Genetic discrimination at the workplace

In the Men’s Health page (page 59, not available online) of the Australian Financial Review on 16 April 2009 was a mention of a verified case of genetic discrimination in worker’s compensation.

It says that a woman slipped at work and lodged a worker’s compensation application.  The assessment tribunal noted that some members of her family manifested Huntington’s disease which, in its early stages, may cause clumsiness and the tribunal requested a genetic test for the Huntington’s gene.

It is a shame that this article was limited to the Men’s Health page as the issues raised have considerable impact on how safety and return-to-work obligations are handled in workplaces.  

There are two studies quoted in the article and it is unclear which had the worker’s compensation case quoted.  It may have been Genetics in Medicine  but blog readers’ help would be appreciated.

Kevin Jones

An interesting short article on genetic discrimination from late-March 2009 is available online.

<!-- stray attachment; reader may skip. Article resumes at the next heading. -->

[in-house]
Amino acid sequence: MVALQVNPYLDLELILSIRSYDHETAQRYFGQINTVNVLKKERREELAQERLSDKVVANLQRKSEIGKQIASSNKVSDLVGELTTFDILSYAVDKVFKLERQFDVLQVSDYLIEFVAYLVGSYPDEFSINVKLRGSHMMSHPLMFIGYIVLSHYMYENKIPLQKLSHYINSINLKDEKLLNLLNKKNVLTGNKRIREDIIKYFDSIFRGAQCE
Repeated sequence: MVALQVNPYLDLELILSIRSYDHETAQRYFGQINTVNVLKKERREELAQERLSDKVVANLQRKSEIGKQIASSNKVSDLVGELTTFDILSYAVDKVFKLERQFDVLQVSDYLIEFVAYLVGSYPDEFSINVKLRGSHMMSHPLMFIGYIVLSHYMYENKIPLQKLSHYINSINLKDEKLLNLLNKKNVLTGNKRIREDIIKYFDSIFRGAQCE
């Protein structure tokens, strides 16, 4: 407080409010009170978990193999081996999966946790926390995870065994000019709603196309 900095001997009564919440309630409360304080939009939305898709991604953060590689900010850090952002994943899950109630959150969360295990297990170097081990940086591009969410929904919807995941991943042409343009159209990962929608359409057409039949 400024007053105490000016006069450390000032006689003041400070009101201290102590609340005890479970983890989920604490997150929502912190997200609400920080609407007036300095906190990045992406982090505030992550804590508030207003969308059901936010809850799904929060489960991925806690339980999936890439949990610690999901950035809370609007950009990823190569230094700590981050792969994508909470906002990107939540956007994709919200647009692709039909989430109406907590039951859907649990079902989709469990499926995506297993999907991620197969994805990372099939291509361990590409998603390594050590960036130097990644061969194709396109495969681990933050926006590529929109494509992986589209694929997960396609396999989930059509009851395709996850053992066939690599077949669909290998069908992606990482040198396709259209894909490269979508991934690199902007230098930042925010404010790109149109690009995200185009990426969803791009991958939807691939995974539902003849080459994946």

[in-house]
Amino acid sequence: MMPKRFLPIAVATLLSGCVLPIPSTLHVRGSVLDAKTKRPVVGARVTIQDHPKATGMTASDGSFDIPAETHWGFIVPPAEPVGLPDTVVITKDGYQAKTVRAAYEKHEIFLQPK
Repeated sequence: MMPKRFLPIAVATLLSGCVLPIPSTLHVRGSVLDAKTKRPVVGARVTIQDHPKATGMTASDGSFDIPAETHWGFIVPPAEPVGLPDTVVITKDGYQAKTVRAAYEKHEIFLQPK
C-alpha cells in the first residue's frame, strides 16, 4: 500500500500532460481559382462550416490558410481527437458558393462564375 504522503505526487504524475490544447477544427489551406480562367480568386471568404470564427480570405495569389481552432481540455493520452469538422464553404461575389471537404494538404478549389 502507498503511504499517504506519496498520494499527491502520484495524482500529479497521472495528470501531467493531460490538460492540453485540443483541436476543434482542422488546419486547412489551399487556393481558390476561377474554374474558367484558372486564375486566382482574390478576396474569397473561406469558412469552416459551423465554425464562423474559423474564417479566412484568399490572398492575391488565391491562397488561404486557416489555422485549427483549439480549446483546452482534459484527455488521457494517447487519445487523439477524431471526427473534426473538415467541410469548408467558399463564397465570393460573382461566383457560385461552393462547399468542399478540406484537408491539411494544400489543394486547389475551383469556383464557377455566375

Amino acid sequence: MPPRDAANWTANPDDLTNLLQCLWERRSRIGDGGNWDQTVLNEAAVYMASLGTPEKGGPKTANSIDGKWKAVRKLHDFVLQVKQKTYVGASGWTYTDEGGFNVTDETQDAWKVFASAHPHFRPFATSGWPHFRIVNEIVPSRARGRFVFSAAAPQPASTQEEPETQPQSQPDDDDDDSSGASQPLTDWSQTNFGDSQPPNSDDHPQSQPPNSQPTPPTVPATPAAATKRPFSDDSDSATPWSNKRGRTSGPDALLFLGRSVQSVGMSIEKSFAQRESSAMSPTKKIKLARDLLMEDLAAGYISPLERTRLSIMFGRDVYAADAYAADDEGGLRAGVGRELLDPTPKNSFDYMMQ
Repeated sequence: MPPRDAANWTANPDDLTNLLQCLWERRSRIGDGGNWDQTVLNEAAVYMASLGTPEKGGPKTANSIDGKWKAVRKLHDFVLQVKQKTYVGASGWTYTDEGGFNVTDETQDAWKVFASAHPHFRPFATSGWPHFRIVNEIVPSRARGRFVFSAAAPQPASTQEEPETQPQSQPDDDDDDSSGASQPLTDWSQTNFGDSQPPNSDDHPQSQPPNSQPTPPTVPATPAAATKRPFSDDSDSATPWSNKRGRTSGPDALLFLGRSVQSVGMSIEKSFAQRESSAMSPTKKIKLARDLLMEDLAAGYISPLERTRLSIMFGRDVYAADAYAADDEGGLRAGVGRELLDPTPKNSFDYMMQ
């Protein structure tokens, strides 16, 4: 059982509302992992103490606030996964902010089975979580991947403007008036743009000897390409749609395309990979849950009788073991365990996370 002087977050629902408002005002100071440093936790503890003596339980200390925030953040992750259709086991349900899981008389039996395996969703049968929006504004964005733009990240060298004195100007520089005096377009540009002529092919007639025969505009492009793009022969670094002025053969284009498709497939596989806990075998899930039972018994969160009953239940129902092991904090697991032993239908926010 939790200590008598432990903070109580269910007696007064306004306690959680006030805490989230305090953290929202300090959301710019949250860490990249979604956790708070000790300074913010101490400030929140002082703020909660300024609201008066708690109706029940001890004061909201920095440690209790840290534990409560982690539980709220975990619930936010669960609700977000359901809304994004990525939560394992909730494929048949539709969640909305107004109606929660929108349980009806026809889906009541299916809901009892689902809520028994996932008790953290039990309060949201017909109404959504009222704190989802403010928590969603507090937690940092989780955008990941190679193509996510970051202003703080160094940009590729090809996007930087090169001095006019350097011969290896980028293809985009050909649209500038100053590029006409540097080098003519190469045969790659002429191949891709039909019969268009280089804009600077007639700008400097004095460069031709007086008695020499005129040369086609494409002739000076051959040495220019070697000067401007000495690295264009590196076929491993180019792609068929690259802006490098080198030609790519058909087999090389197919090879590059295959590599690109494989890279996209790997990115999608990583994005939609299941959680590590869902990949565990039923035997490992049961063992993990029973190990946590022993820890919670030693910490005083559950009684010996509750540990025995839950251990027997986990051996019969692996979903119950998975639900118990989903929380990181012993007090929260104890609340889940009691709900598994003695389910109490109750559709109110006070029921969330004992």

Insurance for OHS penalties

OHS law is generally structured in a positive way and based on the logic that people will act appropriately if there is a deterrent for doing the wrong thing.  This logic applies to many levels of public administration, commerce and psychology.

Some years ago, this logic was challenged during some consultation I undertook for a prison workshop.  It was necessary to assess the guarding of a machine not just for the “accidental” injuries but for malicious and purposeful injuries.  This established a lower common denominator than in the majority of workplaces. 

In this work environment to some inmates, the penalty for harming oneself and others was worth the risk.  It did not deter everyone.

Recently, an allegation has come to the attention of SafetyAtWorkBlog that a company providing OHS compliance advice to small businesses in Australia is also offering insurance coverage for OHS penalties.  Should a business proprietor be financially penalized by the OHS regulator for a breach of the legislation, the business proprietor would pay an excess of around $2000 and the (unnamed) insurance company would pay the balance.

Such a service places a $2,000 cap on OHS penalties and would remove a major reason behind penalties for unsafe practices and workplaces.

This is of concern to OHS professionals as we “trade” on the importance of OHS having a strong business case as well as a social benefit.

SafetyAtWorkBlog would be interested to hear from anyone who may have come across such insurance options elsewhere or have an opinion on such an option.

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